7 Things You Didn't Know Google Maps Can Do

March 28, 2018 by Tony Solomon

Google Maps has seen widespread adoption among the populace thanks to the fact that it can be run on the majority of consumer-grade electronic devices including smartphones, tablets, and laptops. If a device can run the software and is connected to the internet, chances are it can access at least some of the essential features of Google Maps.

In addition to this basic functionality, Google Maps offers a slew of additional options that most of its users aren’t even aware of. These provide additional functionality beyond the basics, and some are also so useful that it is a surprise they haven’t become more prominent. So in the rest of this article, we will give you a quick overview of 7 features we feel deserve more love and attention than they have been getting.

1. Offline Map Access

The majority of Google’s software is based on functionality, so the option to access Maps offline might come as a surprise to some people. This practical feature can come in handy in several situations. Data-caps are still a reality for a lot of individuals, especially for mobile users, so saving maps offline is a great way to keep on bandwidth. Travelers going to places without internet access can also benefit from saving a map or two of their destination. Finally, accessing data from local storage is much quicker than downloading, so using offline maps can save you a lot of time and effort in the long run.

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2. Voice Search

Glancing at a map while driving is not only difficult, but it can also be hazardous, especially if your map is on a tiny phone screen. In situations where you absolutely have to consult a map while on the road, you can use Google Maps’ built-in voice search functionality. It is programmed to recognize a number of common voice commands in a variety of languages, so you can keep your eyes on the road and hands on the wheel while navigating. You can also use voice commands to make calls, send texts, play music while driving, combining roadside safety with convenience.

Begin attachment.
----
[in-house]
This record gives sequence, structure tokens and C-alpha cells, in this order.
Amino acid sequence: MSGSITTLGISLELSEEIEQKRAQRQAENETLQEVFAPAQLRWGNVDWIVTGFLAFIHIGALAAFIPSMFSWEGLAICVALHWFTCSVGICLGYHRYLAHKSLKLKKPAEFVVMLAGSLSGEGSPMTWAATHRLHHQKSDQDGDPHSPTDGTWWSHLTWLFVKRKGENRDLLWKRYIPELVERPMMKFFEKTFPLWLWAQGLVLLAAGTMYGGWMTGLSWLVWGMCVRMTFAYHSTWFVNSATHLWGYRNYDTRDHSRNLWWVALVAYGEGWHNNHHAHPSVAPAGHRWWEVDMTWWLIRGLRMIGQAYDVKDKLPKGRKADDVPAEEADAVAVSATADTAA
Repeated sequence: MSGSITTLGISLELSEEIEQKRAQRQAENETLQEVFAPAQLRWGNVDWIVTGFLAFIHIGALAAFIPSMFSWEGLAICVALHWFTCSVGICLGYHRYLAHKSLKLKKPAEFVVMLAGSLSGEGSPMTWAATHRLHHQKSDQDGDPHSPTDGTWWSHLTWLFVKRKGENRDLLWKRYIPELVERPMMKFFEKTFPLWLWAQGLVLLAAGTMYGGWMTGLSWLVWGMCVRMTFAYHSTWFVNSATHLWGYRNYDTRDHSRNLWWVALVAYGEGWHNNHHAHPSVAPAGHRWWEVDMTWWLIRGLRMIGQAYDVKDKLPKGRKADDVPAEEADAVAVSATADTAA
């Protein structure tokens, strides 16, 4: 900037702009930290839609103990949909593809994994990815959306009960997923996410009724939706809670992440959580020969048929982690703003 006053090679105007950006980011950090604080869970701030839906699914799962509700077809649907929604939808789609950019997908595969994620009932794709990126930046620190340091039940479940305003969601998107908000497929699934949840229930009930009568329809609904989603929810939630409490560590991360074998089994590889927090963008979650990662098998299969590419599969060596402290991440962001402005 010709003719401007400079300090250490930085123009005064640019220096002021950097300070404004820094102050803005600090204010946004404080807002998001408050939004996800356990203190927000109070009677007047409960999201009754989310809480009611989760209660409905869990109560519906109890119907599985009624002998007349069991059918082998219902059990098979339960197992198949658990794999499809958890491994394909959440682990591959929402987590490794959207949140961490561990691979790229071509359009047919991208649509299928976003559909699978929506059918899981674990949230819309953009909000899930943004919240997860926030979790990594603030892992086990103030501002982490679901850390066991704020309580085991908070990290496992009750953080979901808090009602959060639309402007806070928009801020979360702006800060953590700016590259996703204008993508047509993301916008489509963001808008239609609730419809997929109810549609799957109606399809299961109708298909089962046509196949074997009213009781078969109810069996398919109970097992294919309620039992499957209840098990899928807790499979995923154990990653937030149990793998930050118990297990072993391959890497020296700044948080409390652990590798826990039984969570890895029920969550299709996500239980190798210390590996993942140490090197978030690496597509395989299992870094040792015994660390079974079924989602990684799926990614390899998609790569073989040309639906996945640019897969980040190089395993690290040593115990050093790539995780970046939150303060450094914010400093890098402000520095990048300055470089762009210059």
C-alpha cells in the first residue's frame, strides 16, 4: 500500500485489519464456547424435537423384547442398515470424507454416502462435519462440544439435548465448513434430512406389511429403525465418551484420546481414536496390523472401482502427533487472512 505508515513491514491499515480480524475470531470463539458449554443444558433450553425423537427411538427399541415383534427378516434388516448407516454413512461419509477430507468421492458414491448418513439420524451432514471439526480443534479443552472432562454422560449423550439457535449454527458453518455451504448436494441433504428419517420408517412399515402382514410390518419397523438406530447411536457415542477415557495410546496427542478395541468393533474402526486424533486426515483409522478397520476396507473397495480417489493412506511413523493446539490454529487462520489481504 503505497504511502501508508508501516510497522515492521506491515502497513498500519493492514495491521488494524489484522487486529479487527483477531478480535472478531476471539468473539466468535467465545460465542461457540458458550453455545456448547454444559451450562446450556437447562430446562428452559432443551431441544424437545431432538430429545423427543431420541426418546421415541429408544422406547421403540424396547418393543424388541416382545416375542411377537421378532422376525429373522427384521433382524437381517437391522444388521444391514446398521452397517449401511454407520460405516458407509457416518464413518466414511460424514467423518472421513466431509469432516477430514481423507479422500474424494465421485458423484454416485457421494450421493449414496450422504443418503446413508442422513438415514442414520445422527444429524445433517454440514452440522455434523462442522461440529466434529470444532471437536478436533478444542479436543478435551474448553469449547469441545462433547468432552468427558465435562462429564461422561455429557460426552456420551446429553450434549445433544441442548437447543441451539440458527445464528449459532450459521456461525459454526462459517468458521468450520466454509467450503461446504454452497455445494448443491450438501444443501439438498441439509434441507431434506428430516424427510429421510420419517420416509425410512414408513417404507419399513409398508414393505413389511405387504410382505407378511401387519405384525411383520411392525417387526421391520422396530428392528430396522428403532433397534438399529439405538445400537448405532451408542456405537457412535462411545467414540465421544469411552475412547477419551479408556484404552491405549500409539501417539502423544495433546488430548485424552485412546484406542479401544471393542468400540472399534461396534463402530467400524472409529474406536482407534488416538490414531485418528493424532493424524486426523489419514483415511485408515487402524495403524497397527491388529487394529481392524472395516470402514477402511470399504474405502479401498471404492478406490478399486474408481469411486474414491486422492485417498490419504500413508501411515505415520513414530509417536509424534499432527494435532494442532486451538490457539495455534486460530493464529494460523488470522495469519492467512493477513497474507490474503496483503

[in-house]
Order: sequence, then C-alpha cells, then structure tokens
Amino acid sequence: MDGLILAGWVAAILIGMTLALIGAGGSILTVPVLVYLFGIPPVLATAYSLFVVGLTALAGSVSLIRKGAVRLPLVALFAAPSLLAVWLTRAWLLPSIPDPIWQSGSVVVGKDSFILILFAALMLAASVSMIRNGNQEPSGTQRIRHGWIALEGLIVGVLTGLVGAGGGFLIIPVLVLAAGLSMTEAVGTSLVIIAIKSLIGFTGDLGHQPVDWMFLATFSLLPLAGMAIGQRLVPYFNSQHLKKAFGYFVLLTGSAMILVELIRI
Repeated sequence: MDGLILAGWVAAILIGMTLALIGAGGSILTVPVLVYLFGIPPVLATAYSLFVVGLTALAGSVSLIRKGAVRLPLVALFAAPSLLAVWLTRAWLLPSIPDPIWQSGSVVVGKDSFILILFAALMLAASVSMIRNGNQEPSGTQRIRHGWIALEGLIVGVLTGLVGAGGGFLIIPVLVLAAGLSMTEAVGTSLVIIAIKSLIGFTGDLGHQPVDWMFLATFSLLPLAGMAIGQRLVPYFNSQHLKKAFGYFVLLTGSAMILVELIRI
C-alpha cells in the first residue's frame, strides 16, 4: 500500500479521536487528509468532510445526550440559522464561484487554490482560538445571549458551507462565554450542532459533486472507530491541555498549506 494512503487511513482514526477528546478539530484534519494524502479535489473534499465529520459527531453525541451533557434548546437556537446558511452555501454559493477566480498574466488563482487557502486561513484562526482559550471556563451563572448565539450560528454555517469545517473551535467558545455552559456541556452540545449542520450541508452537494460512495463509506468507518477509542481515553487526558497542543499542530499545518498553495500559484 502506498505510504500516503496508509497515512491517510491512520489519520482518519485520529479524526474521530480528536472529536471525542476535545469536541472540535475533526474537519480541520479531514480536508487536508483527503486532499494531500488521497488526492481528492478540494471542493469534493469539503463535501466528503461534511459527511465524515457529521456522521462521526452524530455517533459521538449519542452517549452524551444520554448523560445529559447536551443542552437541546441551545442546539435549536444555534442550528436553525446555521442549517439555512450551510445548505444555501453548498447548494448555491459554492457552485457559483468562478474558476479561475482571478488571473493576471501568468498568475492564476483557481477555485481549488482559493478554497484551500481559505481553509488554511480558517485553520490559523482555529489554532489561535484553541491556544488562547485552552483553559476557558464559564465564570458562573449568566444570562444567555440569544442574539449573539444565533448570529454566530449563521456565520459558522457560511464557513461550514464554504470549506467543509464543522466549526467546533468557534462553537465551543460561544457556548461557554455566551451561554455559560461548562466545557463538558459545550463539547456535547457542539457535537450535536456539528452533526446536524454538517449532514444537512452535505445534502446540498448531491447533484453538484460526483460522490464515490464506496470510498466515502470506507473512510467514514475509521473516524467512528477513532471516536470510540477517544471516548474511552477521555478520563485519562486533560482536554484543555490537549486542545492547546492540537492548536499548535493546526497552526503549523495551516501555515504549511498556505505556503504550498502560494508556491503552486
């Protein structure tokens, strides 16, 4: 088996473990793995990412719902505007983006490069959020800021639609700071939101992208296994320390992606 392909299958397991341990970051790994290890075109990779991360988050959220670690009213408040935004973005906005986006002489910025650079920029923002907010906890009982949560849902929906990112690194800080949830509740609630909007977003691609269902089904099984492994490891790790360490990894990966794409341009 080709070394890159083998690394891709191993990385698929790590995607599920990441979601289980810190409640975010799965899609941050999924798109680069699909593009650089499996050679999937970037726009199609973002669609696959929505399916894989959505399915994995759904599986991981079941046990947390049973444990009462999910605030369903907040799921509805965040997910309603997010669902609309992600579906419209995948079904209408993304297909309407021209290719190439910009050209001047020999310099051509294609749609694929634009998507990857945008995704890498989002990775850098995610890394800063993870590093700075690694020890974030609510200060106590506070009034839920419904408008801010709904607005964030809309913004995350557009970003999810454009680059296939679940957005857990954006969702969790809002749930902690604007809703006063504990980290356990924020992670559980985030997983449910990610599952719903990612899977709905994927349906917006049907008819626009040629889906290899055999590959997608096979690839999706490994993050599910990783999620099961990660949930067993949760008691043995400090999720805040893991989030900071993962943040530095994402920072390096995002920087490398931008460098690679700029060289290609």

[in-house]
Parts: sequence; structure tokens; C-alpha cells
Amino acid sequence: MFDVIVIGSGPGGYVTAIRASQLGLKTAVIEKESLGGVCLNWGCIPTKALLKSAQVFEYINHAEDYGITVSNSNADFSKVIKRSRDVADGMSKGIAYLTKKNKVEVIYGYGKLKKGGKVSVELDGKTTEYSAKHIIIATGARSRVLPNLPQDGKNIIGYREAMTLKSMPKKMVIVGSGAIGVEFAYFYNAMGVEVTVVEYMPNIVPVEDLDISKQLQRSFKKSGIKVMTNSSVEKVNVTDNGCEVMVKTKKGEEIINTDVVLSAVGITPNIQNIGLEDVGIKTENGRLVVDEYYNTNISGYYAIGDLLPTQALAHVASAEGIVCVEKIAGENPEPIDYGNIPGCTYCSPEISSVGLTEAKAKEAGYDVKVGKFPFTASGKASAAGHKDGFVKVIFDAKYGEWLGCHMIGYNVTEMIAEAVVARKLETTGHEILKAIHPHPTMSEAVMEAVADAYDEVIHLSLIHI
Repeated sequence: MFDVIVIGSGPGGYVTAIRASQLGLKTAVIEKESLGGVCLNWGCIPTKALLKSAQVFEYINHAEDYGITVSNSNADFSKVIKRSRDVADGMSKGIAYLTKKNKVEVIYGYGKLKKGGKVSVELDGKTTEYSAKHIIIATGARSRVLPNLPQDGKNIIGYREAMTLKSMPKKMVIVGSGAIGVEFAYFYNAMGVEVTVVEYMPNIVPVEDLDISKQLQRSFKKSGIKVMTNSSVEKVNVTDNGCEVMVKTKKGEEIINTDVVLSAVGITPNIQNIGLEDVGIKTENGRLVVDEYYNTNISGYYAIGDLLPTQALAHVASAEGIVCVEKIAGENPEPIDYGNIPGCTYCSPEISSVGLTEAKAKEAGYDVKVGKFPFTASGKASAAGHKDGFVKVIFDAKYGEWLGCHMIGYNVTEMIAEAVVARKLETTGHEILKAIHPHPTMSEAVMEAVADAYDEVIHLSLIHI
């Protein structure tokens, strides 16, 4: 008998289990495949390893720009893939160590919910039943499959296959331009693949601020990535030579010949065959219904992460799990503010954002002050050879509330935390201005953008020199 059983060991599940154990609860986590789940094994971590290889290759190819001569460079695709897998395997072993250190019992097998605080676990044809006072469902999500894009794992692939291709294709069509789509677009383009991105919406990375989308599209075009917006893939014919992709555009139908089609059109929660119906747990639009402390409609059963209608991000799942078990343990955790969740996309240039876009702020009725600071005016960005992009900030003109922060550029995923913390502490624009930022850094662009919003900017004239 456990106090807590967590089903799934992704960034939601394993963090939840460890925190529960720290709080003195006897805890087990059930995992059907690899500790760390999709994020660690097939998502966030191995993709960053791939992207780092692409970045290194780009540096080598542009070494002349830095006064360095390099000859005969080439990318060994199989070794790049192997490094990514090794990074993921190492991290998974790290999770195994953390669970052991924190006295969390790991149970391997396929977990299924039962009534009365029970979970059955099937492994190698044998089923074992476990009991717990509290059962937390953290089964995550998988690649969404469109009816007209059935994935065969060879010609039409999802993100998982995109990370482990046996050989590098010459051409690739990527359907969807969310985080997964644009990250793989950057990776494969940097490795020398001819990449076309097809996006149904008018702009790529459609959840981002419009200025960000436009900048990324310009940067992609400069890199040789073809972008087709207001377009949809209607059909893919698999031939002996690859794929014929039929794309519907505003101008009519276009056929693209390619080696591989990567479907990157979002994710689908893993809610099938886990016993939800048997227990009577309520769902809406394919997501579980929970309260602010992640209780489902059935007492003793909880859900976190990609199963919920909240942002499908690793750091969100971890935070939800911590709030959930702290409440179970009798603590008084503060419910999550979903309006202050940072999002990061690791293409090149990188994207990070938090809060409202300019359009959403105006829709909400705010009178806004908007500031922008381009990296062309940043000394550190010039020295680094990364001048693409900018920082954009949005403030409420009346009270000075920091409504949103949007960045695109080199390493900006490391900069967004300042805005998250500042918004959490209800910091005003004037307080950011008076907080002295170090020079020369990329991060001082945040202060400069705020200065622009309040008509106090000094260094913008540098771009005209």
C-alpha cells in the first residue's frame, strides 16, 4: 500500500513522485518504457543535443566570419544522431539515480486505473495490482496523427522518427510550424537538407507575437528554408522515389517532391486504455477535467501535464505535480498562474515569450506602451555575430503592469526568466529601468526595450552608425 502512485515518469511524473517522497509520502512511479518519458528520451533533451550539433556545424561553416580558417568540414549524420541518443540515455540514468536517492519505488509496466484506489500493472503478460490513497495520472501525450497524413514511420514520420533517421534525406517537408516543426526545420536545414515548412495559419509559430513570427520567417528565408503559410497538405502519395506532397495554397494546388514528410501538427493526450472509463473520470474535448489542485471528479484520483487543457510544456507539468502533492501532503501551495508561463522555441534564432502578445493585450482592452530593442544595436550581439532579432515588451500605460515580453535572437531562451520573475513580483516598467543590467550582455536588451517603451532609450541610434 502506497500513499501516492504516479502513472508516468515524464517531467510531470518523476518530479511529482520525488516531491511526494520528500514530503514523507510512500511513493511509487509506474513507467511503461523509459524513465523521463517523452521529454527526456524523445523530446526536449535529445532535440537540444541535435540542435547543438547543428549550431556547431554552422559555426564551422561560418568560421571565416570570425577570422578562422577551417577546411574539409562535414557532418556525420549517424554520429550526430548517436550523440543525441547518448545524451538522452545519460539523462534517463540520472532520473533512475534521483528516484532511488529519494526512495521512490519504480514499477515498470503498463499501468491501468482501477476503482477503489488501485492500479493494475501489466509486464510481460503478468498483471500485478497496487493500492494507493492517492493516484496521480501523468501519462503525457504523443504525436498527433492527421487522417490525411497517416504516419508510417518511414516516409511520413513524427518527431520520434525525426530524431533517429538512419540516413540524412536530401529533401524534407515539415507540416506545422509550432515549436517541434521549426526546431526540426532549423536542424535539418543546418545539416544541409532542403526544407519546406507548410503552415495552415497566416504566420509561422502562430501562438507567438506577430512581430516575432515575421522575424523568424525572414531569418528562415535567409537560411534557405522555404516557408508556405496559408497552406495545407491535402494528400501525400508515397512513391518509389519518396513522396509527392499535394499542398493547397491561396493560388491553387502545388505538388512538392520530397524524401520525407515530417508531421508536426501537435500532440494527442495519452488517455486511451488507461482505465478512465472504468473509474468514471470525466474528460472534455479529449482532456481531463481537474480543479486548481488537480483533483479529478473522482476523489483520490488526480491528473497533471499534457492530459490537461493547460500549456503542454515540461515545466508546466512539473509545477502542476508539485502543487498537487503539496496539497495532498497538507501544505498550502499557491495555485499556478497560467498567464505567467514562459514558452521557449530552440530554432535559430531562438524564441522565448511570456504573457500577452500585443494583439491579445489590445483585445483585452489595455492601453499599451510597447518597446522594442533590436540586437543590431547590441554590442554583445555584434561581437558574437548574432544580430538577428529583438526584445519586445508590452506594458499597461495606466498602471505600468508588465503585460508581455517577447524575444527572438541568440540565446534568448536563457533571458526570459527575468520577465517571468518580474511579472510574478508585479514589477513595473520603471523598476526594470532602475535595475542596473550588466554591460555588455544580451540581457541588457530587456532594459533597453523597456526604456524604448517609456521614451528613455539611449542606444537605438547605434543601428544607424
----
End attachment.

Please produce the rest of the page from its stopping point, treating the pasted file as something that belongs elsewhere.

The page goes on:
3. Google My Business Integration

Google Maps works in tandem with many other Google services, including Google My Business (formerly known as Google Places). The latter allows businesses to get listed for appearing in location-based searches, similar to how a website is crawled for a chance to appear on a search engine results page. If your business is already using Google’s services, setting up your Google My Business profile takes only a few steps. Otherwise, setting up a Google My Business listing can be handled by an SEO services company specializing in local search. Google My Business can also be used for market research to get information about competing businesses in your local area.

4. Share Location Data

Most online-based software today has some form of built-in social network functionality, and Google Maps is no different. You can share your location data with select people from your contact list while you are at a particular location, for a pre-determined amount of time. You can also share step-by-step directions to a specific location such as an event, making navigation a breeze. If you have security concerns related to sharing location data, you can always modify your app permissions to limit what can be shared and when.

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5. Indoor Directions

Most users associate Google Maps with outdoor use. In reality, the application offers indoor maps of many public buildings as well such as airports, museums, sports arenas, hospitals, universities, and other locations with a complex internal structure. There is the option to scroll through multiple floors and points of interests such as bathrooms or elevators marked by specific icons. Standard navigation options such as displaying the shortest possible route are also available. The application can seamlessly pass from outdoor to indoor view as well.

6. Display Traffic Data

Having access to up-to-date traffic information is essential for a lot of jobs, whether it helps you be at the right place in the shortest amount of time, or by providing the most efficient route to your destination. Google Maps offers two options for displaying traffic data depending on the location. For some areas, you can access live traffic stats which reflect current roadside conditions with a reasonable degree of accuracy. In others, your only option is finding out typical traffic levels at different times during the day. As more people start using Google location services, traffic predictions are bound to give more relevant traffic predictions.

7. Street View History

At this point, everyone is at least aware of the Street View functionality of Google Maps, which gives you the option to survey a location like you are there. What people don’t usually know is that Street View can also display data from different points in time, giving you the ability to track changes a location has undergone through time. The feature is highly dependent on location, but in places it does work, it can bring up whole years worth of data. While this feature has limited practical use at the present moment, it can provide valuable data for research purposes down the line.

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Say Goodbye to the Physical Map

Google Maps have all but replaced conventional maps as a chief tool for navigation in everyday use. This powerful piece of software combines the functionality of a stack of maps, a GPS system, and a tourist guide to provide comprehensive information about your locale, including traffic data, navigation guidelines, event and place suggestions, and more. Check out Google Maps’ features right now, and you will get some inspiration on how to properly use this excellent tool.

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